Here is a little background:
In our church, we have a lay ministry, which mostly means everyone pitches in to do all the jobs of running a congregation. There is no paid ministry at the local level. In our family, we've helped with many of those jobs, from Eric spending over 5 years as Bishop of our congregation, to teaching kids in Primary and Sunday School. One doesn't apply for or choose the assignments one gets. A call is extended and an individual has the chance to choose whether or not to accept the invitation to serve, but the vast majority accept the callings because of their faith in the source of the call (God). I think it's a good system because it promotes leadership and teaching opportunities for everyone, and we all get to be taught and cared for by each other.
Another somewhat unique thing about our church that harks back to the way churches used to be organized is that our congregations are pretty strictly geographical. That means that boundaries are drawn on maps to form wards and if you live inside that line, you go to that ward unless there is a special need. It's like a political ward. That's where the name comes from: a municipal subdivision for voting and administrative purposes. Or a hospital ward, where, before the days of semi-private rooms, small groups of people with similar needs were watched over. In a ward of our church, like any church congregation, we watch over each other and manage all the things that a church does to do that.
Because of the culture of our church and the fact that the doctrine, teaching materials and general structure are universal all around the world, people mostly stick to the ward or branch where they live. There are few inducements to go searching for another congregation. They're all generally the same and there's one somewhere nearby, you can count on it. It creates a strong, fairly stable community with continuity and a unique flavor.
Sometimes a ward or branch (a smaller congregation) will serve a particular group of people and overlay other ward boundaries. That's where we get to this change.
In our area, we have a branch of the church that serves young, single adults aged 18-30. It overlays the boundaries of several other wards. Because it's full of young people, some of the leadership of this branch is imported from other wards. By the time you read this, Eric will have been sustained and set apart as a member of the council of three men who will be ministering to the needs of this congregation (The Branch Presidency). That means he will be released from all other assignments in the church and focus solely on this group of young people.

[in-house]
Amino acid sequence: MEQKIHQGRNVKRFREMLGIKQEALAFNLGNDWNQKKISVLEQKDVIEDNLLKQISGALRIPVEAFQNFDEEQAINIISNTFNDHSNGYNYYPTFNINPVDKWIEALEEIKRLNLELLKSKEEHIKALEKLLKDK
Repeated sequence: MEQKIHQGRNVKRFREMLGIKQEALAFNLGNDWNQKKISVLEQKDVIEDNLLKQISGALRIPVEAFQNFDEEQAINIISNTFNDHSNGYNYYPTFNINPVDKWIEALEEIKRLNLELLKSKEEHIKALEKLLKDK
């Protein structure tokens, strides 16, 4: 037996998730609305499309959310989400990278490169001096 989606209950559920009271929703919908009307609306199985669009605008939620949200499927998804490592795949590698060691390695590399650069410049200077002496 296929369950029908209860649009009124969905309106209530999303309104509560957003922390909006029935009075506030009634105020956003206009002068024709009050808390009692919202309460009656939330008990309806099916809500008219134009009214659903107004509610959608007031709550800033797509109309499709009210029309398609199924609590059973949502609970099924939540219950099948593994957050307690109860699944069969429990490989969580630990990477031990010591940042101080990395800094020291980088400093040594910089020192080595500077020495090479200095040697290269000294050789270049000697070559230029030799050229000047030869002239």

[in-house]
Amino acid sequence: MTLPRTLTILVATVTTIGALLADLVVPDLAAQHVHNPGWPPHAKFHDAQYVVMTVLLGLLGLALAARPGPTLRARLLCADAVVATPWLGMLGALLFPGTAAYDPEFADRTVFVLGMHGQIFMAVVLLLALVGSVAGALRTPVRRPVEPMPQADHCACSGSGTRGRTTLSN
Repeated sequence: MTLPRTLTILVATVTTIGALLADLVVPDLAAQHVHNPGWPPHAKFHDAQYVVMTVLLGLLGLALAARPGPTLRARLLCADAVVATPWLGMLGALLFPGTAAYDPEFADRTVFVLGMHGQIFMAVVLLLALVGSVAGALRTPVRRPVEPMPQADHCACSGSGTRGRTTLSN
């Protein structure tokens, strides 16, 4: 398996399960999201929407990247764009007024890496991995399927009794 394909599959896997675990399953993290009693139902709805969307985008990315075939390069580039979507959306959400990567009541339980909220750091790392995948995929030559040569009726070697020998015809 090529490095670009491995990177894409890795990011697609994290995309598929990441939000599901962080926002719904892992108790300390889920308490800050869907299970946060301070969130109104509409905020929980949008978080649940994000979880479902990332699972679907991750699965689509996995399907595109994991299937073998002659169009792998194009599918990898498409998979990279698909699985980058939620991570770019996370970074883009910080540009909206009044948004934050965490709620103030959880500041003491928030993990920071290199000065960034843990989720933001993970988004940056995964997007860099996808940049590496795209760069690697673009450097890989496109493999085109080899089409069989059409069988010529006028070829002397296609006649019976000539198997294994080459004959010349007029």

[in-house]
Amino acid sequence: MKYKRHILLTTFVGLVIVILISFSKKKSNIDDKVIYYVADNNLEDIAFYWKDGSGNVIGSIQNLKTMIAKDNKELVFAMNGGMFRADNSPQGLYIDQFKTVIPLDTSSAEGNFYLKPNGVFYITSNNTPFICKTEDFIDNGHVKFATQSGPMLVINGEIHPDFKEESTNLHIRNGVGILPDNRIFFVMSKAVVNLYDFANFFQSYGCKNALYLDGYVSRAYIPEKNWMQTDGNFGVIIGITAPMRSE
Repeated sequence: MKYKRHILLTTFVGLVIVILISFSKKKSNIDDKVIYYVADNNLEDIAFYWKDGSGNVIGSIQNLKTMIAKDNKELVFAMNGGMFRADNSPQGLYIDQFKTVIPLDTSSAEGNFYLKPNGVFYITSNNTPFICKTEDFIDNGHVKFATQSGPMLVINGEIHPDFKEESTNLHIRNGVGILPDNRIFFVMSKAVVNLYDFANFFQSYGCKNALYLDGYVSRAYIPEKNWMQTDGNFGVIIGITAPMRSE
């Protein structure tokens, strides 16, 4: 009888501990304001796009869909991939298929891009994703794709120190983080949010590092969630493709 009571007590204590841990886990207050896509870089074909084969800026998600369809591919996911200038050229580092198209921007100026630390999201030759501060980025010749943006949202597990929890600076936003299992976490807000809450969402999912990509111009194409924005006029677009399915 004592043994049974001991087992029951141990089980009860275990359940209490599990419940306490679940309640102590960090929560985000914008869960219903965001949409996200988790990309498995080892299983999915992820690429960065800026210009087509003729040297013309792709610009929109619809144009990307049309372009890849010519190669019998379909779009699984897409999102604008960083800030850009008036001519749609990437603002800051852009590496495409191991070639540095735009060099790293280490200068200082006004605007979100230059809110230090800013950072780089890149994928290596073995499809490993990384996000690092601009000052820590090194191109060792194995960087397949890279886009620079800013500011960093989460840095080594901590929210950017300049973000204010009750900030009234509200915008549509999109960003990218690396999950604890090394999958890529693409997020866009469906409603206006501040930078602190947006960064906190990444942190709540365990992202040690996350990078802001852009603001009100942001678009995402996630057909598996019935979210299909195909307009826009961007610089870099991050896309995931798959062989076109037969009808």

This means our membership records will be transferred from our current ward to the branch. Where our records are kept determines where we will pay our tithing, who will be watching over us ecclesiastically, who we will be watching over, where we will go to church, and lots of other small things. This whole change actually feels very right and it may not seem like THAT big a deal to some of you reading this, but it feels really big to me; thus I'm sharing my feelings. I'll be going to church with an entirely new group of people. And it matters to me. And don't worry, I know how to embrace this change. I really do. I just need to notice and name the things I'm experiencing so I can embrace it.
Overall, it's a fantastic thing and I actually wished for this chance. I love humans of this age-young adults. They are smart and fun and complex and thoughtful. Most of my heart is soaring with ebullient joy. Truly! If you're in the branch and are reading this, know that my heart is ready to love you forever. I can't wait to get to know you. For reals. However, there is that one soft, sensitive part of my heart that will miss the ward I attend now. So. Very. Much. How I love the people I serve with and worship with and pray with and who pray for me and help me feel not alone in the world. Let me just say it again. How I love them.
With this change, there are some of them that I won't see as often. I won't get to harmonize with familiar voices during the hymns. Or hear the beautifully tailored lessons and talks these people share. Or teach this particular Sunday School class. I won't get hugs from these familiar young friends in the hallways, or have the chance to chat about the week with others. These are things that have enriched my life for a long time. Sunday church is a major, energizing, joyful event in my weekly life. And now it will be different. That's all.
None of these relationships or meaningful interactions will have to end, it will just take more effort to sustain them. People change wards all the time when they move, or the boundaries change with the population. It's not a new thing or a particularly difficult thing, but I also know from experience that a ward change means a focus change, and for the most part, that's a good thing. You should be where you are and not be hanging on to where you're not. Sometimes I like to hang on a little, but I'll do my best.
Because of course I will have a whole new group of wonderful people to get to know and with whom all those same things will happen. It's an exciting beginning of new relationships, challenges and joys. Believe me, I know that great things are coming. In a million small ways, it's delightful.
But beginnings come after endings, and I just needed to say that my heart feels a little torn in two right now.
It will be okay, and so will I.
|The new Presidency of the Columbia Stake YSA Branch|